Recent heavy rains in the Lower Rio Grande Valley have been good news for some, bad for others.
In spite of flooding that causes property damage, reservoir levels at Falcon and Amistad dams, the area's main water sources, are rising from record low levels.
Ruben Quintanilla, river operations manager with the Texas Commission on Environmental Quality in Harlingen, said levels at both dams continue to rise as water from the recent rains flows in.
“As of March 27, combined U.S. ownership at Amistad and Falcon was at 61.45 percent of conservation capacity,” said Quintanilla. “That's up from 41.58 percent at this time a year ago. Levels will rise for a week or so, depending on how much more it rains.”
Quintanilla said while river levels downstream at Rio Grande City had been rising, he suspected the bulk of the water had already made its way through the Rio Grande to the Gulf of Mexico.
While the Valley benefits from improved soil conditions and less drain on limited water reserves, rains have slowed the local sugar industry.
Randy Rolando, president and CEO of the Rio Grande Valley Sugar Growers said the most recent rains will add another week to their already six-week rain delay in harvesting.
“March is the best month to harvest,” Rolando said. “In April, cane goes into a growth period and sugars start to decline. We end up bringing in more pieces of cane that don't have sugar, which is more trash that we need to deal with at the mill.”
Rolando said 72 percent of this year's 43,000 acres of sugarcane have been harvested.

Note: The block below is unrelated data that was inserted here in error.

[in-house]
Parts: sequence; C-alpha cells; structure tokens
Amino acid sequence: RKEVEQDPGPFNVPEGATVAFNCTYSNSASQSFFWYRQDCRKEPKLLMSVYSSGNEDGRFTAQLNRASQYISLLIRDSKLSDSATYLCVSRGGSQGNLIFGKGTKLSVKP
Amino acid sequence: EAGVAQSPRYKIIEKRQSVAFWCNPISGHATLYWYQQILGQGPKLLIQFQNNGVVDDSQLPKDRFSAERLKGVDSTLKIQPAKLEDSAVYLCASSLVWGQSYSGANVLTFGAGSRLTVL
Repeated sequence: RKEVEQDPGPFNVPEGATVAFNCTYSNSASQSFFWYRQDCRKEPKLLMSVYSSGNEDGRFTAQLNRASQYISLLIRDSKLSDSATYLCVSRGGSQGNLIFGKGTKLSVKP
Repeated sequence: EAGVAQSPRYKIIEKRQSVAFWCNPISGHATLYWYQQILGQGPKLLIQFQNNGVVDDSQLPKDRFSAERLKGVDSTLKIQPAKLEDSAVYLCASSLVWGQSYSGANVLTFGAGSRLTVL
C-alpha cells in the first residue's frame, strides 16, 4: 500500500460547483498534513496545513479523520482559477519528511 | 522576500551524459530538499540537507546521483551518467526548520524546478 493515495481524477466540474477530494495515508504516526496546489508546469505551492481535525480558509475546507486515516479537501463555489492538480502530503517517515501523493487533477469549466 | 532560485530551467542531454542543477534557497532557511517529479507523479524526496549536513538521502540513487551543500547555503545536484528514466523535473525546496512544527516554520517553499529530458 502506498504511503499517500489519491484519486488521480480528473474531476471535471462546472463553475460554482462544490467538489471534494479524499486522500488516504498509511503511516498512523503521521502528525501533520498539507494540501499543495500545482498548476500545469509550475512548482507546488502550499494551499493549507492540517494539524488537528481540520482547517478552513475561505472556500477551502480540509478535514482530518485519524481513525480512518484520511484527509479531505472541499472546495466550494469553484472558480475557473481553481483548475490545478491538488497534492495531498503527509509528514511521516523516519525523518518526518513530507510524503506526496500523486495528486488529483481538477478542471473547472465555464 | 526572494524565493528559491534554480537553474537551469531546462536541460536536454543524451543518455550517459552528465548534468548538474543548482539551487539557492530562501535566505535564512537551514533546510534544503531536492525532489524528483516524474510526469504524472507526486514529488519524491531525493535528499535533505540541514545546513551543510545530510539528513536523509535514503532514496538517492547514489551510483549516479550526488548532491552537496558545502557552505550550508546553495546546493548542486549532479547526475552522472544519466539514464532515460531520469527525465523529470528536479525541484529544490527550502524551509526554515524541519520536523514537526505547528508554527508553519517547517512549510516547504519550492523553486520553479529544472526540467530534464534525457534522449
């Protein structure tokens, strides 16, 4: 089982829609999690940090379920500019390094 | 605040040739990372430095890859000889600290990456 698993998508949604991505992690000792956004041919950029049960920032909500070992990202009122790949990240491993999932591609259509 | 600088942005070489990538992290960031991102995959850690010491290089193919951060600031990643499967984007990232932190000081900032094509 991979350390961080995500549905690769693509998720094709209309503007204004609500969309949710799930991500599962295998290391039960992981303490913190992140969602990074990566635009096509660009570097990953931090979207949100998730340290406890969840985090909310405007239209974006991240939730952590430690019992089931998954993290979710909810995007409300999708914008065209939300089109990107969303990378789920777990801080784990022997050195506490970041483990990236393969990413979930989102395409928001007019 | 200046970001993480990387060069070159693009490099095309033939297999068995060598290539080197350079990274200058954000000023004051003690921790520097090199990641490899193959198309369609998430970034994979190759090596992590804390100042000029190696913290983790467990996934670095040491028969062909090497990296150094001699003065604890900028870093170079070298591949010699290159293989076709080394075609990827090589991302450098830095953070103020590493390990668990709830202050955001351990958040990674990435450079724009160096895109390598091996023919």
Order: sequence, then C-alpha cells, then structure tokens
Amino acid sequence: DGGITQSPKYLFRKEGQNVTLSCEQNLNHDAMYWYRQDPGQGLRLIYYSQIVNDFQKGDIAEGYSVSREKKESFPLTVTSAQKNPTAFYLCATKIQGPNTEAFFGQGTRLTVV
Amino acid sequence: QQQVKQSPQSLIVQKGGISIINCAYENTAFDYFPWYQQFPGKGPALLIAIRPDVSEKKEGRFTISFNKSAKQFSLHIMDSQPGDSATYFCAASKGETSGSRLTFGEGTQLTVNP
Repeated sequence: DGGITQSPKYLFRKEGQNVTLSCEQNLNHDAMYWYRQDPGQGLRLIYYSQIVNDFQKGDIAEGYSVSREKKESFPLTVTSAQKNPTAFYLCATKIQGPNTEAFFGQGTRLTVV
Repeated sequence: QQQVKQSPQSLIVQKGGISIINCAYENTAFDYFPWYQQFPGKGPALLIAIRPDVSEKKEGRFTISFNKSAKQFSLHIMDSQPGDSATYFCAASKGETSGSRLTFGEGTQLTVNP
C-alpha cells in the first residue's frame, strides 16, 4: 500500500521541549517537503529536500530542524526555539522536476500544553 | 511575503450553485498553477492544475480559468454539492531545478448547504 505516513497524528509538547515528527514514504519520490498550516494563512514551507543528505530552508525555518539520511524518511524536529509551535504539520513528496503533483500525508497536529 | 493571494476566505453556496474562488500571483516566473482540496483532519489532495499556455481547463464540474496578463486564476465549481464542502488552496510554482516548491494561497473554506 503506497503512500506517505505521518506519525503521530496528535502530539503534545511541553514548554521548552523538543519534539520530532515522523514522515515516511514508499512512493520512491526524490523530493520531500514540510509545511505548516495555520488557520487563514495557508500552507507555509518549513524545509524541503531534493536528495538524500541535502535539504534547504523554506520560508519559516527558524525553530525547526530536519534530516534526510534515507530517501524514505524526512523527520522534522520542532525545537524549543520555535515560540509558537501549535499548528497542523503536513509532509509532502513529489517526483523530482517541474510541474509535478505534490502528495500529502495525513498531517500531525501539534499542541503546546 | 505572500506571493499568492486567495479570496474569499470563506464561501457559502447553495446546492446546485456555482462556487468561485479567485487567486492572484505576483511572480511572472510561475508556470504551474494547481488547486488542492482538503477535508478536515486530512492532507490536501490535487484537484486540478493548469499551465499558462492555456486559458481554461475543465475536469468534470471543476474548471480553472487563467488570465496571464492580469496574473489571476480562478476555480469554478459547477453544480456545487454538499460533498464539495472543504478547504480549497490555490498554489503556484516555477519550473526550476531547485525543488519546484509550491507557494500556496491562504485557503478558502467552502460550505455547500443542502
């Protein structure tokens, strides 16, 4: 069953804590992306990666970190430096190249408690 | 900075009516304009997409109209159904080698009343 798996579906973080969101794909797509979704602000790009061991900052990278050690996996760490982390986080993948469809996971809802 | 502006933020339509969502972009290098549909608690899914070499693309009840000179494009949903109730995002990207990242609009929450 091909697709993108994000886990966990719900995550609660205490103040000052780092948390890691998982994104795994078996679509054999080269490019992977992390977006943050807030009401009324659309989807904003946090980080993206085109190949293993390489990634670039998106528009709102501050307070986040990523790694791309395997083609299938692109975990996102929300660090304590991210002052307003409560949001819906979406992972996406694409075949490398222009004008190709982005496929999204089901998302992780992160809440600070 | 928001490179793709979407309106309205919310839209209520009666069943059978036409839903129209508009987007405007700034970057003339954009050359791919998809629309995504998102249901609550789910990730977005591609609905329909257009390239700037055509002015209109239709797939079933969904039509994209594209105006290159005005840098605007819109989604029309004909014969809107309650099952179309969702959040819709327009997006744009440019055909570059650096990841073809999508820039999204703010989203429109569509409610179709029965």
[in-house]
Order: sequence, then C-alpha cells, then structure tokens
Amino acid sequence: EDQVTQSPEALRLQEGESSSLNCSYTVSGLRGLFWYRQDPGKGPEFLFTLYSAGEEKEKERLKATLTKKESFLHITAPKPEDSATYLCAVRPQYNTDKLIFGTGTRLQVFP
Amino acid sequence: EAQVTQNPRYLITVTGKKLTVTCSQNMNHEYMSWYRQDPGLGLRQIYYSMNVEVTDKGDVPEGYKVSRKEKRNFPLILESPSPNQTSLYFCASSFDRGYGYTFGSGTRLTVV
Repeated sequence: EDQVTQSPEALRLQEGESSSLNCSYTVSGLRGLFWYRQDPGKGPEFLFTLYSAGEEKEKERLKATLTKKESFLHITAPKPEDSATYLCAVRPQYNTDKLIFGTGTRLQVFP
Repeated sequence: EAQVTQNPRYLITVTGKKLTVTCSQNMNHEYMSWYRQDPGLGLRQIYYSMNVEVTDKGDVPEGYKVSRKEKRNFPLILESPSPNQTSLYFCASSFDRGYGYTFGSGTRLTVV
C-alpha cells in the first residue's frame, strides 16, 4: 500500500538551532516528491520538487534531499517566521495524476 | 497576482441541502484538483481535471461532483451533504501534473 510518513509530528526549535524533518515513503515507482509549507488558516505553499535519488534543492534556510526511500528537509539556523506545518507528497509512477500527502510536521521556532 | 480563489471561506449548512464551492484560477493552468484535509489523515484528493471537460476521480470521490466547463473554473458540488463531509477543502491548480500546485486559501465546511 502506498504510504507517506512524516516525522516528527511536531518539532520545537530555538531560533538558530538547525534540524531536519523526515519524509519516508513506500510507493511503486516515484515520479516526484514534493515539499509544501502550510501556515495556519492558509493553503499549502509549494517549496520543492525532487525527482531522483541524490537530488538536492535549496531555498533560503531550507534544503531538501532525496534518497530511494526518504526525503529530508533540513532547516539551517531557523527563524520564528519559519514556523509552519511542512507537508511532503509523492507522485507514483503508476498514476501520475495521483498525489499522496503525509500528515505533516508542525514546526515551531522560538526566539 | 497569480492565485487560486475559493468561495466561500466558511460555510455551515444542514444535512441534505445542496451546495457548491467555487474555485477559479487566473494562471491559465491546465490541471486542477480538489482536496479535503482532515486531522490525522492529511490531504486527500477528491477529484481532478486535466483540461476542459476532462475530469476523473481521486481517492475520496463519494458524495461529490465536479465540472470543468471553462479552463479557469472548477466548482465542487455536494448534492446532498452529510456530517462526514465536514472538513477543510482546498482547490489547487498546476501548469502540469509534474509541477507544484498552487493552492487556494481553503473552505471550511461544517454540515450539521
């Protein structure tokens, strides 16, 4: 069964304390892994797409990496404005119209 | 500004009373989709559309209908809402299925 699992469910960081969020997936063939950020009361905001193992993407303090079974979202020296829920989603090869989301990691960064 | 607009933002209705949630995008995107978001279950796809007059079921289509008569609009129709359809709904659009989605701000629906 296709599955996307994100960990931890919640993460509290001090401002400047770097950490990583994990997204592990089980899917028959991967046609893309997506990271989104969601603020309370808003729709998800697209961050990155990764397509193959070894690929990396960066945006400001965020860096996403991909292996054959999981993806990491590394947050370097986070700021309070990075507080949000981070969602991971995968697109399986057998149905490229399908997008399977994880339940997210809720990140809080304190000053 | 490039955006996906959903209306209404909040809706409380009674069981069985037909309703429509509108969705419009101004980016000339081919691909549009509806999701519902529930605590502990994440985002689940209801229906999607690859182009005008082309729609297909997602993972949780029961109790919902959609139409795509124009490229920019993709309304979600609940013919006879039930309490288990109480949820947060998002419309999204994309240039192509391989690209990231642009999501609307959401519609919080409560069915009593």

Welcomed for cotton, sorghum
Valley cotton and sorghum growers welcomed rain for their newly planted crops. But onion, cantaloupe and watermelon growers could have done without the moisture. All three crops have begun suffering from downy mildew, a fungal disease that can kill plants. The disease had not been seen this season prior to the rains.
“This would have been the peak of the harvest that started in mid March, but the rains have held that up and are now promoting disease,” said Juan Anciso, vegetable specialist at the Texas A&M Agricultural Research and Extension Center at Weslaco.
Rain and hot weather also trigger rotting in mature onions. Anciso hoped a dry cold front would slow down rotting long enough to harvest the remaining bulbs.
“There are no onions moving through the packing sheds right now,” Anciso said. “That means we should be seeing higher market prices, but we're not. They've dropped from $28 (per 50-pound bag) to between $6 and $7. I suspect buyers are playing a wait-and-see game.”
With the Valley's citrus harvest almost complete, heavy rains bring good and bad news to what has been an excellent crop this year, said John da Graca, deputy director at the Texas A&M-Kingsville Citrus Center at Weslaco.
“The rain saves irrigations,” da Graca said, “but it delays picking the end of the harvest and it provides great opportunity for rust mite, which blemishes the fruit. But it's just too wet to get in the fields to either harvest or treat for rust mite.”
Jim Subject, owner/operator of Associated Critter Control in Donna, said his bee extermination business has seen an increase Valley-wide since the heavy rains of mid-March.
“Rain is life,” Subject said. “When it rains, all living things do well, including bees. It's been very busy this spring.”
Rain promotes plant life that helps bees store more pollen and nectar that eventually overcrowd their combs, he said. That prompts half the bees to find a new home, which is when Subject is called.
“It's not necessarily more bees that give us the added business, it's the fact that people get out to mow their lawns more often and see new bees that they want exterminated,” he said.